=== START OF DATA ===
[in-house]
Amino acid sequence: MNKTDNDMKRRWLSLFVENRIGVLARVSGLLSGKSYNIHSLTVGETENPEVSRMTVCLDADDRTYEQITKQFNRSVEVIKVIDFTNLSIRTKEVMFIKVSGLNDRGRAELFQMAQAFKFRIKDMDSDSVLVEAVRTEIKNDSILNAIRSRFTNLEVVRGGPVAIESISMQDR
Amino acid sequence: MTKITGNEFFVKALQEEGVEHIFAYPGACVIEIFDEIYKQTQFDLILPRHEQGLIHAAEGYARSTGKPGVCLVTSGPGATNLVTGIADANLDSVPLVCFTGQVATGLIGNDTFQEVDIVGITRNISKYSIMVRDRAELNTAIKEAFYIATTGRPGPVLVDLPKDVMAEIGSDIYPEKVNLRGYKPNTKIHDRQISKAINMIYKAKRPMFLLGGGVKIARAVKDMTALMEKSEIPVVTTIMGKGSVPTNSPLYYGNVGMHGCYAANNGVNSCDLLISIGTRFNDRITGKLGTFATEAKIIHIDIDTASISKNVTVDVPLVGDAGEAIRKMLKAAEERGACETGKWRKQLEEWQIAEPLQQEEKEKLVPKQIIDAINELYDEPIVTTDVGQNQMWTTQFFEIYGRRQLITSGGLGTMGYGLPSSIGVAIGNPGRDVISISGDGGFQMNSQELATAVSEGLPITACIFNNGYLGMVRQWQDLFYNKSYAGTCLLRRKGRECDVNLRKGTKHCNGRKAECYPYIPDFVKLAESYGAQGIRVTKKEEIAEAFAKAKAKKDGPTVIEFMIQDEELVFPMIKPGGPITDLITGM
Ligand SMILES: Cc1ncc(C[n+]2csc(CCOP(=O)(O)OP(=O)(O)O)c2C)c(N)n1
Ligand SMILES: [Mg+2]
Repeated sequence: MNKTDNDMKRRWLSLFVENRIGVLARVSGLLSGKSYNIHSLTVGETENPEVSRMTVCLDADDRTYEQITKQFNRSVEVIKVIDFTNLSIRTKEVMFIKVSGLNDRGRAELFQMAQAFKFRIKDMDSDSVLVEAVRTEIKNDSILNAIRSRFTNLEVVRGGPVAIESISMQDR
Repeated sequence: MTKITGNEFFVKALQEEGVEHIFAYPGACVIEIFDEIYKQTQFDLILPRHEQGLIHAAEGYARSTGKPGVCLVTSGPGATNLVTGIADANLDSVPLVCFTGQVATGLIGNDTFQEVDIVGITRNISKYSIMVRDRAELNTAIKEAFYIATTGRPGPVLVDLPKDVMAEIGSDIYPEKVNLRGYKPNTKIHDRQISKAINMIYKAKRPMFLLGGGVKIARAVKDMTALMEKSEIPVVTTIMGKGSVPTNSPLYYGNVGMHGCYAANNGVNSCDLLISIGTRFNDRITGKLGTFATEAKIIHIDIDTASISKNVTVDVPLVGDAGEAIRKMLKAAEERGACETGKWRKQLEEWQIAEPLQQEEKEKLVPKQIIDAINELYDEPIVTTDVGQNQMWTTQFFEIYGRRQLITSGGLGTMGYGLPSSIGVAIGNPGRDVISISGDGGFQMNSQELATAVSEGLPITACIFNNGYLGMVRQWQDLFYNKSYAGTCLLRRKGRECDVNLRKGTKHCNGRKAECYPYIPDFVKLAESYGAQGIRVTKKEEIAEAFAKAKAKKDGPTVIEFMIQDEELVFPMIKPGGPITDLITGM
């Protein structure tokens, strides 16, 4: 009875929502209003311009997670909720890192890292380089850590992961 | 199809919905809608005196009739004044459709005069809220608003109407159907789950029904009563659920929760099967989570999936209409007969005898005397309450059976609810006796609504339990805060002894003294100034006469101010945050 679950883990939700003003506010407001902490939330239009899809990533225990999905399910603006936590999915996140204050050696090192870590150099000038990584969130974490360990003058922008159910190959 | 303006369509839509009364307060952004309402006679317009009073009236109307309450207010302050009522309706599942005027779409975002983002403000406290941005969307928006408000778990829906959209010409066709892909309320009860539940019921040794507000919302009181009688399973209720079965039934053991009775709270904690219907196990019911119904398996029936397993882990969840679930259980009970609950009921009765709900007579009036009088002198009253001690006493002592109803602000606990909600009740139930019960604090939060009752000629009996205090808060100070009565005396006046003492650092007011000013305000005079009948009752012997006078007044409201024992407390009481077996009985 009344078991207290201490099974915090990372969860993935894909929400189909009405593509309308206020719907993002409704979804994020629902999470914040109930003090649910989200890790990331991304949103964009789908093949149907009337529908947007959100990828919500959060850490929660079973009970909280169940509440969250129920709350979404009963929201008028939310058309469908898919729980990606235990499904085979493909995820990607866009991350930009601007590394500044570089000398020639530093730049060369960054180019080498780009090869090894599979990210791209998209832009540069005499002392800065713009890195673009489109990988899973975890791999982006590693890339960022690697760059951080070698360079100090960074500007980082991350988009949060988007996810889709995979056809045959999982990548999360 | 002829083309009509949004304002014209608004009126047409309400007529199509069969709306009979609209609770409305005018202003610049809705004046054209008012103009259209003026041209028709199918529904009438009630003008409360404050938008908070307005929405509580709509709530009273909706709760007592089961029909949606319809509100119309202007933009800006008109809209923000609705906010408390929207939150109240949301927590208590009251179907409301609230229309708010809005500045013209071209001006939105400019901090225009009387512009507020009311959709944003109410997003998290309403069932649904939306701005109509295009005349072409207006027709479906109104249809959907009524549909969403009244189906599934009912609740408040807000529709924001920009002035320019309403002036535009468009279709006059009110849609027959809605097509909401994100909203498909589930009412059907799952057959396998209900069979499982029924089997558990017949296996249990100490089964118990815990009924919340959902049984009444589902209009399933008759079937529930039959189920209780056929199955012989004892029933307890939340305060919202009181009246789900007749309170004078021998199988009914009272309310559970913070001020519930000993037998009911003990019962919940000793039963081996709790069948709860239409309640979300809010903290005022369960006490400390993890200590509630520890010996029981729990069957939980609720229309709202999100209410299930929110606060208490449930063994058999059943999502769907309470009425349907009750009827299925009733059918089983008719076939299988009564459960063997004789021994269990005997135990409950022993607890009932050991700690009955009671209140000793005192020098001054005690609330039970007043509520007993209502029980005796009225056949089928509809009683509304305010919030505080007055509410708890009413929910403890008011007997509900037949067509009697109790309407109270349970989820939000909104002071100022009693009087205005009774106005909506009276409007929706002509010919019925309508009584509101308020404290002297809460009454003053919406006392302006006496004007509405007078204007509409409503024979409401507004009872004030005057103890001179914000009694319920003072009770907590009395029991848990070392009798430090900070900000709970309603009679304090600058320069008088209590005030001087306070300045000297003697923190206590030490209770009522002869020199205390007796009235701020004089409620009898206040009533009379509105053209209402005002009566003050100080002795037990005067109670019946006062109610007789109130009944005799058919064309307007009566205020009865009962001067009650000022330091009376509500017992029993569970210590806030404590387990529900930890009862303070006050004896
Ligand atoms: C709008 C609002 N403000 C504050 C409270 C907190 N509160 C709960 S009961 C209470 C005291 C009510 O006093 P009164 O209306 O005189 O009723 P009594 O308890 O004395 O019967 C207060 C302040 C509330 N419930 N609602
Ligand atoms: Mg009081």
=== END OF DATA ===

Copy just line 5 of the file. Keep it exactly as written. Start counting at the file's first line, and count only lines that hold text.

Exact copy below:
Ligand SMILES: [Mg+2]